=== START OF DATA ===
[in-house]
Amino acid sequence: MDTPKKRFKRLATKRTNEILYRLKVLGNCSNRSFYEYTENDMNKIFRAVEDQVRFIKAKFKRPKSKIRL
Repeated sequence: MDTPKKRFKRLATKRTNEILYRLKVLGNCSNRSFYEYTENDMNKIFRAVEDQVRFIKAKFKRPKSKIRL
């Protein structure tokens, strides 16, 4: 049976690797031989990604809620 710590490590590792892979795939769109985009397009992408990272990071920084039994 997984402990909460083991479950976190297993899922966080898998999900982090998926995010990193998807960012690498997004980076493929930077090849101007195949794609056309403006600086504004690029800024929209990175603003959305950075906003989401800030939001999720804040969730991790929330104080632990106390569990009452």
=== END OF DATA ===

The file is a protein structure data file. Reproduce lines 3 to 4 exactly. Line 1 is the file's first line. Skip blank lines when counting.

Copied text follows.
Repeated sequence: MDTPKKRFKRLATKRTNEILYRLKVLGNCSNRSFYEYTENDMNKIFRAVEDQVRFIKAKFKRPKSKIRL
């Protein structure tokens, strides 16, 4: 049976690797031989990604809620 710590490590590792892979795939769109985009397009992408990272990071920084039994 997984402990909460083991479950976190297993899922966080898998999900982090998926995010990193998807960012690498997004980076493929930077090849101007195949794609056309403006600086504004690029800024929209990175603003959305950075906003989401800030939001999720804040969730991790929330104080632990106390569990009452």